|Deaf Dogs Need a Voice
Body language is extremely important when Lisa is working with her deaf dog, Holly. The least little change in body movement has a huge impact on her performance. One advantage is deaf dogs are less likely to be distracted by the sounds around them such as the teeter banging on the ground, barking dogs, or the cheering of the crowd. However, Holly’s other senses are heightened so if she sees something or picks up a scent in the air, it is very difficult to get her attention. Lisa had to develop her own one-handed signs for the various types of equipment on the agility course. It is also very important for Holly to see Lisa while she is giving the signs. She has to always be ahead of Holly on the course. When Holly is in the chute or tunnel, Lisa must wait for Holly to emerge to give her the next sign. This differs from hearing dogs which can be told where to go next while still in the tunnel or chute. The fact that Holly is able to compete side by side with hearing dogs and win is simply amazing!
Agility Association of Canada:
Gold Award of Merit (50 standard Q's, 100 games Q's) (only Dal to achieve this title)
Silver Award of Merit (25 standard Q's, 50 games Q's)
Bronze Award of Merit (10 standard Q's, 25 games Q's)
Expert Standard Gold (50 master standard Q's) - she has 52 (only Dal to achieve this title)
Expert Standard Silver (25 master standard Q's)
Expert Standard Bronze (10 master standard Q's)
Expert Jumpers Silver (25 Q's) - she now has 43
Expert Jumpers Bronze (10 Q's)
Expert Team Relay Bronze (10 Q's) - she has 20 now (only Dal to achieve this title)
Expert Snooker Bronze (10 Q's) - only 1 Q away from our Silver
Bronze Versatility Award - has achieved Bronze status in at least 3 categories (standard, jumpers, snooker, team relay)
Steeplechase Dog of Canada - need 25 for a bronze, she has about 18 but we're not pursuing this anymore
Agility Trial Champion (ATCh) – achieved all master standard Q’s and all master games Q’s
Master Games Dog of Canada
Master Snooker Dog of Canada------------------)
Master Team Relay Dog of Canada--------------)all of these titles are required to
Master Jumpers Dog of Canada------------------) earn the Agility Trial Champion
Master Gamblers Dog of Canada-----------------)
Master Agility Dog of Canada---------------------)
Advanced Agility Dog of Canada
Advanced Games Dog of Canada
Agility Dog of Canada (Starter title)
6th place 2009 Ont Regionals 10"VDD (veteran double drop (in height))
CKC - Novice Dog Special, Novice Jumpers Special, Canine Good Neighbour
"I first saw Holly at the All About Pet Show. She was featured at the Dalmatian Adoption and Rescue booth and was 5 months old. I already owned a 6 yr. old hearing Dalmatian, so was intrigued. I immediately fell in love with her. She was so alert and you could tell she had a great personality, very mischievous and full of spunk. I spoke with the Rescue about her, found out she was deaf, but that wasn’t an issue for me. For several years, I had been involved in training obedience and we’d had a deaf Dalmatian in the classes recently and were using hand signals for. I waited for a couple of weeks and called them to see if she had been adopted….not yet. I spoke at length again with the Rescue about my involvement in obedience. Again, I waited a couple of weeks, and she was still available. During that whole time I constantly thought about her. I knew that she was meant to be with us. Apparently, Holly had been in 2 homes by the time she was 3 months old plus her foster home. I wanted us to be her last home."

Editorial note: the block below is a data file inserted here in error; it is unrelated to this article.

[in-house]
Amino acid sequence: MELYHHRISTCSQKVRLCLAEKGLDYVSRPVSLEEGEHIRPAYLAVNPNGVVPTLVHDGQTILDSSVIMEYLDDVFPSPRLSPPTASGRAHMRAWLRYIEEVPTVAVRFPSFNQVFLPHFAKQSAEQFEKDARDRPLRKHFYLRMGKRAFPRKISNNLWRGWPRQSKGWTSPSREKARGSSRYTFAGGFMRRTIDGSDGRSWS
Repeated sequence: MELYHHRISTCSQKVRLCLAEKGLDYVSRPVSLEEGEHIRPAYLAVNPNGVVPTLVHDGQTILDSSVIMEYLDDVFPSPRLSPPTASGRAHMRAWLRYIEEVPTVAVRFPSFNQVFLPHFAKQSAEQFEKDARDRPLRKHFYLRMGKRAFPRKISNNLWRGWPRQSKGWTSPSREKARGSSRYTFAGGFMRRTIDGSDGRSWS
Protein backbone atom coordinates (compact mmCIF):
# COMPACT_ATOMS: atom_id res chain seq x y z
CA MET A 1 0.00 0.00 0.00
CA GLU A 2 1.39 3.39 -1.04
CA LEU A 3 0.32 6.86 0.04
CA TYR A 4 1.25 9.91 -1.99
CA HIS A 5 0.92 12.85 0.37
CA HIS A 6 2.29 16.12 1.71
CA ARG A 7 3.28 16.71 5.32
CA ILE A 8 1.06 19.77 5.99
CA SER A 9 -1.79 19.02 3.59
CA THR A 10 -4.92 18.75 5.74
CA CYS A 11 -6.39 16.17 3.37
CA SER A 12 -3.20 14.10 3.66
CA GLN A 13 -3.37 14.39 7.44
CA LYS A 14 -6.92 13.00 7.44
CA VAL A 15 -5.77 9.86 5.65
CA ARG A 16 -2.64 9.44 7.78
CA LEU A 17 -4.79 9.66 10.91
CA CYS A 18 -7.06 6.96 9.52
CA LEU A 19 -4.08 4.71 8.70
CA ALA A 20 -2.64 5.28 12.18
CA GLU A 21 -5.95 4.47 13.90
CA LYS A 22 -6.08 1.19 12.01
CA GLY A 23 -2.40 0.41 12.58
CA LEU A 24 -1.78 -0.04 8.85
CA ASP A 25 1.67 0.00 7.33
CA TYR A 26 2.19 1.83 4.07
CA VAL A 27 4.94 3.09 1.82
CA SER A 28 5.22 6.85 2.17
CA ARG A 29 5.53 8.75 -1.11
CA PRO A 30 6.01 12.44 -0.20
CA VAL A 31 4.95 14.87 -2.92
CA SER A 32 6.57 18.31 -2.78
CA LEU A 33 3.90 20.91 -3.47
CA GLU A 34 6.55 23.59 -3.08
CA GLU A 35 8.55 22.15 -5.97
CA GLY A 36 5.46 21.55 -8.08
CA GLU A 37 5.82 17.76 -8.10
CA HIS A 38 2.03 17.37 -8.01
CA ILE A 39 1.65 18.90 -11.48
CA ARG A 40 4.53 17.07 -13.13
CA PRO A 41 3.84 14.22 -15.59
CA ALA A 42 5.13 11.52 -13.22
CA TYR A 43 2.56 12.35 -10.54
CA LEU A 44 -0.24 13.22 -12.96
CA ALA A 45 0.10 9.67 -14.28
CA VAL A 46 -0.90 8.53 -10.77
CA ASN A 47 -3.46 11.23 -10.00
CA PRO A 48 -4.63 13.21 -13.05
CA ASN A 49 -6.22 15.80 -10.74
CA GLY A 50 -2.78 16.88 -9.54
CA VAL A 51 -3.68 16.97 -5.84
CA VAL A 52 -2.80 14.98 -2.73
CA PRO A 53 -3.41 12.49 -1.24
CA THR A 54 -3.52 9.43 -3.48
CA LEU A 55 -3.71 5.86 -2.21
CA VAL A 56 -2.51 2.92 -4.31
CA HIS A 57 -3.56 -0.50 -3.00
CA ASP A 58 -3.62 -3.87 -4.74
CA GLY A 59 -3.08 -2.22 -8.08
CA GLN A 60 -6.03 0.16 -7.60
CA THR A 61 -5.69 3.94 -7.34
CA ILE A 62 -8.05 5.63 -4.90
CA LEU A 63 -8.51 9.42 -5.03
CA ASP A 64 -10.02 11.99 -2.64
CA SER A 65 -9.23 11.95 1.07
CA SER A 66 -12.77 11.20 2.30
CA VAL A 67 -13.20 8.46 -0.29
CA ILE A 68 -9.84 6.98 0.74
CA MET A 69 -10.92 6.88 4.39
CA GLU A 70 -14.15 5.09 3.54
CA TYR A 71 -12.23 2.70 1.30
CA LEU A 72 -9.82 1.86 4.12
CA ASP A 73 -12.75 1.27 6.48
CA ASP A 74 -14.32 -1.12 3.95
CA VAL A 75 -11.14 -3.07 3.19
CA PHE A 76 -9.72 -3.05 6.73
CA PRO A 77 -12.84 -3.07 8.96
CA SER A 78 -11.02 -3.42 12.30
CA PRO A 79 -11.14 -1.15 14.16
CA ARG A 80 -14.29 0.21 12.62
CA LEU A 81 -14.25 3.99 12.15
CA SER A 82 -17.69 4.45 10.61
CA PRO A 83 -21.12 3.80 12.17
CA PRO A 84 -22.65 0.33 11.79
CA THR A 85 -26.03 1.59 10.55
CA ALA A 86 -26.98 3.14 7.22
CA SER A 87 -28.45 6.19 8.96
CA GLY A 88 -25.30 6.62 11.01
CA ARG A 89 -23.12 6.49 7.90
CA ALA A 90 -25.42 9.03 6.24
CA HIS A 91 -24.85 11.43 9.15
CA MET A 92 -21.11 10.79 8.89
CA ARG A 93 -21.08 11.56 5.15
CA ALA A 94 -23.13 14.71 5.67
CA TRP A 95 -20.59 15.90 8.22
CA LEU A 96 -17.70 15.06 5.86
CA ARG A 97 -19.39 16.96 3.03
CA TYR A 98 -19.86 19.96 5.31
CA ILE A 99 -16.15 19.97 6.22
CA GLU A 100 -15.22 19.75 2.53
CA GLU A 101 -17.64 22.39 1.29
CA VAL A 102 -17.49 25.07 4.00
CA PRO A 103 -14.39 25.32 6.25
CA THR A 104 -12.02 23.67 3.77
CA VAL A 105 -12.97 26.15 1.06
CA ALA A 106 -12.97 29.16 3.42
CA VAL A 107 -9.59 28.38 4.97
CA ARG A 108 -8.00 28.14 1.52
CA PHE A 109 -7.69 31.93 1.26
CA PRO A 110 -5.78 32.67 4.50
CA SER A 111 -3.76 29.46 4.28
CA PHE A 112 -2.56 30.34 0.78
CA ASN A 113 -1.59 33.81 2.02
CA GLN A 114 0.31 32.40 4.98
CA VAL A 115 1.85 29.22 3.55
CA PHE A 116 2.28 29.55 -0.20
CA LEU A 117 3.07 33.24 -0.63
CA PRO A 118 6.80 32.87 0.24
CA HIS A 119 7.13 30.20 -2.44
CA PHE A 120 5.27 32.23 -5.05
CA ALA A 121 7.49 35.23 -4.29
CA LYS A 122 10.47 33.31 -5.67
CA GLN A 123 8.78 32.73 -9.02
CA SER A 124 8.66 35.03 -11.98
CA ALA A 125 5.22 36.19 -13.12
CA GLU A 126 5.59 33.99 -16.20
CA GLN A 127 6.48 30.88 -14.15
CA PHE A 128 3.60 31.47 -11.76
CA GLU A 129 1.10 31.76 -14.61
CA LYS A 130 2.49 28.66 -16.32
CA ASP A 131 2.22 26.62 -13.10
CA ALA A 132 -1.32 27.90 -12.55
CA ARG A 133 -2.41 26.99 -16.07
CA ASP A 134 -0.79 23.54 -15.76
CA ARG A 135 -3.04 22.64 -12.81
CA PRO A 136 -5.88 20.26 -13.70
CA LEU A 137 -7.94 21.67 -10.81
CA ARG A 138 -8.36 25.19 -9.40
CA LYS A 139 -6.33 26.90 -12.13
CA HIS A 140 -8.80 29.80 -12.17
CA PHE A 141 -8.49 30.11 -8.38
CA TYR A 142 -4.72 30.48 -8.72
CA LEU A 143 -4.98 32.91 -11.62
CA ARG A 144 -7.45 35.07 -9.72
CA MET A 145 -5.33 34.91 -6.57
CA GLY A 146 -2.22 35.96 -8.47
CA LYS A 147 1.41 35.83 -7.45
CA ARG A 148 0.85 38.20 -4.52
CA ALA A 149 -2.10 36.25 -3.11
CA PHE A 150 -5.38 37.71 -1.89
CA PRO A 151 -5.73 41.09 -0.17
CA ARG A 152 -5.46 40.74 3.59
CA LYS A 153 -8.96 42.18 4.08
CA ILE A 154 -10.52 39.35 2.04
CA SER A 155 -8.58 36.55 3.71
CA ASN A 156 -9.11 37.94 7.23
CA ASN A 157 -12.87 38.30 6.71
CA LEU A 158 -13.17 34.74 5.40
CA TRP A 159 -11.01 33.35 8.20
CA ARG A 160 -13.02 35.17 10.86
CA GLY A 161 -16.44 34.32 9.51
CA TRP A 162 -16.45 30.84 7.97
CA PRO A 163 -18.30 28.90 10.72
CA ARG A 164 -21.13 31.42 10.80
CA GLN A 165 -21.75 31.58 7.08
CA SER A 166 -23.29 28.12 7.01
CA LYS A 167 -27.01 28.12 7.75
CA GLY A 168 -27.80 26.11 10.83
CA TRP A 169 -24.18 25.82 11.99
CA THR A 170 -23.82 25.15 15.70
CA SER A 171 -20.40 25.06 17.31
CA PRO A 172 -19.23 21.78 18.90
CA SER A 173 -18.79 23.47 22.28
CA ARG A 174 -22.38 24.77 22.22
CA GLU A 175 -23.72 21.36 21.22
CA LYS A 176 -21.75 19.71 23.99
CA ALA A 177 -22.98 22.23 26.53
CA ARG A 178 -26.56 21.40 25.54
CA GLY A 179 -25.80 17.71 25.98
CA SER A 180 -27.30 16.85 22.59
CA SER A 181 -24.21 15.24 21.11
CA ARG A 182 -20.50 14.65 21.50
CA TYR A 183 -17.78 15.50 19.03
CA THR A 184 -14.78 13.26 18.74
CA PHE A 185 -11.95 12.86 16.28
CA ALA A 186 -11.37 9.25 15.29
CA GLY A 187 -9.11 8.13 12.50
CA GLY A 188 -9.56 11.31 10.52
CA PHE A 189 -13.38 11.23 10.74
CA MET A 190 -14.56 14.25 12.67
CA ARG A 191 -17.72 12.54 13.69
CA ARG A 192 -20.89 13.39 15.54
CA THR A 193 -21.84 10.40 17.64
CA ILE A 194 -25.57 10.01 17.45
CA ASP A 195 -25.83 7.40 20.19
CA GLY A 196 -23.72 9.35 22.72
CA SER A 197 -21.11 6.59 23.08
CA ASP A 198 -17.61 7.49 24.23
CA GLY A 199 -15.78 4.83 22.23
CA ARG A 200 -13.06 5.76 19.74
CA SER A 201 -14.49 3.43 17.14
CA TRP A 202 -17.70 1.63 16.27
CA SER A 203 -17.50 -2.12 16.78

Snooker is a little different from standard agility. Snooker is named after a popular Great Britain billiard game. The handler develops a strategy to earn as many points as possible in a set time period by running obstacles in Snooker sequence, which is defined by color. This video is of Annie recently earning a Snooker Q. Annie has two Qs in CPE Snooker.
Annie’s breeder knew she was deaf and was responsible enough to seek out a loving home. The breeder’s goal was to find a home where Annie would be treated like a "normal" dog. Annie’s “mom” Lori first found out about this little deaf Beardie when she was approached by a fellow agility club member who had agreed to find this special needs puppy just the right place. However when asked, Lori replied, "You know I don't do puppies!" But that evening Lori keep thinking how hard it would be to find a home for a special needs puppy, so the next day she agreed to just see this little deaf Beardie. Well the rest is history!!!